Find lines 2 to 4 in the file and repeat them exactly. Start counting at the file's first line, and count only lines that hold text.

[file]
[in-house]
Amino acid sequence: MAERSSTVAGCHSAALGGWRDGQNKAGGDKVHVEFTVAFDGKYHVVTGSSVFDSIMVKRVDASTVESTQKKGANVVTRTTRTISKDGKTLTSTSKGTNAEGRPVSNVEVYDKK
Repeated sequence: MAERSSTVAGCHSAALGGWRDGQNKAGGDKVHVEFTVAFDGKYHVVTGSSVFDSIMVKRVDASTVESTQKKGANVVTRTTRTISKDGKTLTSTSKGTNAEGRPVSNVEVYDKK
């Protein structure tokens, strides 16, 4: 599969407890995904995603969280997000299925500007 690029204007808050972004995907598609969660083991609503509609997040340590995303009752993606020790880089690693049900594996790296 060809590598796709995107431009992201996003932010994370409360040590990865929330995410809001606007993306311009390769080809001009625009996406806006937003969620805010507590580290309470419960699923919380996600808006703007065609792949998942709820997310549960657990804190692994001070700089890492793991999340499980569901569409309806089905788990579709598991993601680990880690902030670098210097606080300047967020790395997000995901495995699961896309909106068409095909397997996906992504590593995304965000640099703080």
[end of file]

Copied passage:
Amino acid sequence: MAERSSTVAGCHSAALGGWRDGQNKAGGDKVHVEFTVAFDGKYHVVTGSSVFDSIMVKRVDASTVESTQKKGANVVTRTTRTISKDGKTLTSTSKGTNAEGRPVSNVEVYDKK
Repeated sequence: MAERSSTVAGCHSAALGGWRDGQNKAGGDKVHVEFTVAFDGKYHVVTGSSVFDSIMVKRVDASTVESTQKKGANVVTRTTRTISKDGKTLTSTSKGTNAEGRPVSNVEVYDKK
């Protein structure tokens, strides 16, 4: 599969407890995904995603969280997000299925500007 690029204007808050972004995907598609969660083991609503509609997040340590995303009752993606020790880089690693049900594996790296 060809590598796709995107431009992201996003932010994370409360040590990865929330995410809001606007993306311009390769080809001009625009996406806006937003969620805010507590580290309470419960699923919380996600808006703007065609792949998942709820997310549960657990804190692994001070700089890492793991999340499980569901569409309806089905788990579709598991993601680990880690902030670098210097606080300047967020790395997000995901495995699961896309909106068409095909397997996906992504590593995304965000640099703080």